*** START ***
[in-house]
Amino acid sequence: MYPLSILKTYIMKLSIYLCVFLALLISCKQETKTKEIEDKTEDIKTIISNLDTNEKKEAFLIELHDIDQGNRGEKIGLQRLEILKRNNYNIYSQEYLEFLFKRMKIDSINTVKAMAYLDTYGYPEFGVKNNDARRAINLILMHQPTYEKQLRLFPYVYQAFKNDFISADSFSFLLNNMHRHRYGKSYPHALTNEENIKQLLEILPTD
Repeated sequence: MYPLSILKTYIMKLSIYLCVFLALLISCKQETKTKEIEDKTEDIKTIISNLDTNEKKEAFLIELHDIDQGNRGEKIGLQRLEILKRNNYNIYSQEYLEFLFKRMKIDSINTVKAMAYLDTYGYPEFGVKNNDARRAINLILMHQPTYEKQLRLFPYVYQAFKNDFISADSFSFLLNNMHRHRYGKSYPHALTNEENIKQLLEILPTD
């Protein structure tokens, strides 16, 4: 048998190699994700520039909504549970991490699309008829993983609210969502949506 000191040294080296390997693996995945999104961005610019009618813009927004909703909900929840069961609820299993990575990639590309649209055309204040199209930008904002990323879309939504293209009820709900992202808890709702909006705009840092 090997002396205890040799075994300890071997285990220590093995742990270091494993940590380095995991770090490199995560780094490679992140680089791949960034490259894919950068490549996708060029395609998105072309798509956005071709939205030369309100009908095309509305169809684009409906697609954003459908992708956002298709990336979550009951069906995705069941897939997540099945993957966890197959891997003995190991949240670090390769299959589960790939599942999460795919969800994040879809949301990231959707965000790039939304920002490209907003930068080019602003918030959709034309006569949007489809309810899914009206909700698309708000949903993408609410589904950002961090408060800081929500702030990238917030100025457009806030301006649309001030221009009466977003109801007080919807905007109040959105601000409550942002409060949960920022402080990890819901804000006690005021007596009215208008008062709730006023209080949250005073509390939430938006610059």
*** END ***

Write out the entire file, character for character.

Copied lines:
[in-house]
Amino acid sequence: MYPLSILKTYIMKLSIYLCVFLALLISCKQETKTKEIEDKTEDIKTIISNLDTNEKKEAFLIELHDIDQGNRGEKIGLQRLEILKRNNYNIYSQEYLEFLFKRMKIDSINTVKAMAYLDTYGYPEFGVKNNDARRAINLILMHQPTYEKQLRLFPYVYQAFKNDFISADSFSFLLNNMHRHRYGKSYPHALTNEENIKQLLEILPTD
Repeated sequence: MYPLSILKTYIMKLSIYLCVFLALLISCKQETKTKEIEDKTEDIKTIISNLDTNEKKEAFLIELHDIDQGNRGEKIGLQRLEILKRNNYNIYSQEYLEFLFKRMKIDSINTVKAMAYLDTYGYPEFGVKNNDARRAINLILMHQPTYEKQLRLFPYVYQAFKNDFISADSFSFLLNNMHRHRYGKSYPHALTNEENIKQLLEILPTD
């Protein structure tokens, strides 16, 4: 048998190699994700520039909504549970991490699309008829993983609210969502949506 000191040294080296390997693996995945999104961005610019009618813009927004909703909900929840069961609820299993990575990639590309649209055309204040199209930008904002990323879309939504293209009820709900992202808890709702909006705009840092 090997002396205890040799075994300890071997285990220590093995742990270091494993940590380095995991770090490199995560780094490679992140680089791949960034490259894919950068490549996708060029395609998105072309798509956005071709939205030369309100009908095309509305169809684009409906697609954003459908992708956002298709990336979550009951069906995705069941897939997540099945993957966890197959891997003995190991949240670090390769299959589960790939599942999460795919969800994040879809949301990231959707965000790039939304920002490209907003930068080019602003918030959709034309006569949007489809309810899914009206909700698309708000949903993408609410589904950002961090408060800081929500702030990238917030100025457009806030301006649309001030221009009466977003109801007080919807905007109040959105601000409550942002409060949960920022402080990890819901804000006690005021007596009215208008008062709730006023209080949250005073509390939430938006610059």